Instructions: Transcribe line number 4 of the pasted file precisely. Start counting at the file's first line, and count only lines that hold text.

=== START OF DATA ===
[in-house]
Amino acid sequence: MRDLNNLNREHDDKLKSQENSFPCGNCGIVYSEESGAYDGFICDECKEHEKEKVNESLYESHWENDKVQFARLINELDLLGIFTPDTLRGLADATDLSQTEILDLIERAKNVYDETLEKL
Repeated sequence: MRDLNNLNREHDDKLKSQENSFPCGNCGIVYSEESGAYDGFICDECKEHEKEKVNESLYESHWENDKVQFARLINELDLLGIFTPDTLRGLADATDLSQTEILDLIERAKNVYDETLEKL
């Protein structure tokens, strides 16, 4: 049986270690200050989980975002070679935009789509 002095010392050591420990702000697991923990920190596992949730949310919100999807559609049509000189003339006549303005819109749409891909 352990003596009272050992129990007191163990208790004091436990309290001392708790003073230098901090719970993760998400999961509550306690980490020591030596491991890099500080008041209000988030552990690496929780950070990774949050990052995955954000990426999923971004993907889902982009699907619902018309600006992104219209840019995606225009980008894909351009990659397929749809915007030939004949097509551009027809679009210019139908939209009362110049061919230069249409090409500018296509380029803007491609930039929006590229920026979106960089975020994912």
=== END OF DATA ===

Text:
């Protein structure tokens, strides 16, 4: 049986270690200050989980975002070679935009789509 002095010392050591420990702000697991923990920190596992949730949310919100999807559609049509000189003339006549303005819109749409891909 352990003596009272050992129990007191163990208790004091436990309290001392708790003073230098901090719970993760998400999961509550306690980490020591030596491991890099500080008041209000988030552990690496929780950070990774949050990052995955954000990426999923971004993907889902982009699907619902018309600006992104219209840019995606225009980008894909351009990659397929749809915007030939004949097509551009027809679009210019139908939209009362110049061919230069249409090409500018296509380029803007491609930039929006590229920026979106960089975020994912």